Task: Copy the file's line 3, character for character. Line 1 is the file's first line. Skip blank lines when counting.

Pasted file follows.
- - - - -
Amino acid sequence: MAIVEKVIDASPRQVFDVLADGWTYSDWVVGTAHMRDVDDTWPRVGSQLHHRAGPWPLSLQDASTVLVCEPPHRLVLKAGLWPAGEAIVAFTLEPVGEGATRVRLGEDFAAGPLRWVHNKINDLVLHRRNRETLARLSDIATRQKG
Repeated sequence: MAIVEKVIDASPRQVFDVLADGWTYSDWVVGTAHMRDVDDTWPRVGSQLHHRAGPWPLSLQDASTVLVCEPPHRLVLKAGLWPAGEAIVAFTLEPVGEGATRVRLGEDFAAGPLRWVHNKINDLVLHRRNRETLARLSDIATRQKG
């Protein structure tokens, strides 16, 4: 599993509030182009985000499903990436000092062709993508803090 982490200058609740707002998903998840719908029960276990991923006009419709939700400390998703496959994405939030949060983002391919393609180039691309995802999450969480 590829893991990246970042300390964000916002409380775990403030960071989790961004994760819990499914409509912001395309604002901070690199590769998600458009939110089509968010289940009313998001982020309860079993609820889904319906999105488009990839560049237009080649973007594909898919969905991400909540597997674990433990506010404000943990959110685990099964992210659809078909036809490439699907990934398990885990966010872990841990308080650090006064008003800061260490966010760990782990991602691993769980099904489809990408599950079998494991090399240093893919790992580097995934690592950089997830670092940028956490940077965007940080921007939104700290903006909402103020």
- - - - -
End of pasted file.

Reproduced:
């Protein structure tokens, strides 16, 4: 599993509030182009985000499903990436000092062709993508803090 982490200058609740707002998903998840719908029960276990991923006009419709939700400390998703496959994405939030949060983002391919393609180039691309995802999450969480 590829893991990246970042300390964000916002409380775990403030960071989790961004994760819990499914409509912001395309604002901070690199590769998600458009939110089509968010289940009313998001982020309860079993609820889904319906999105488009990839560049237009080649973007594909898919969905991400909540597997674990433990506010404000943990959110685990099964992210659809078909036809490439699907990934398990885990966010872990841990308080650090006064008003800061260490966010760990782990991602691993769980099904489809990408599950079998494991090399240093893919790992580097995934690592950089997830670092940028956490940077965007940080921007939104700290903006909402103020």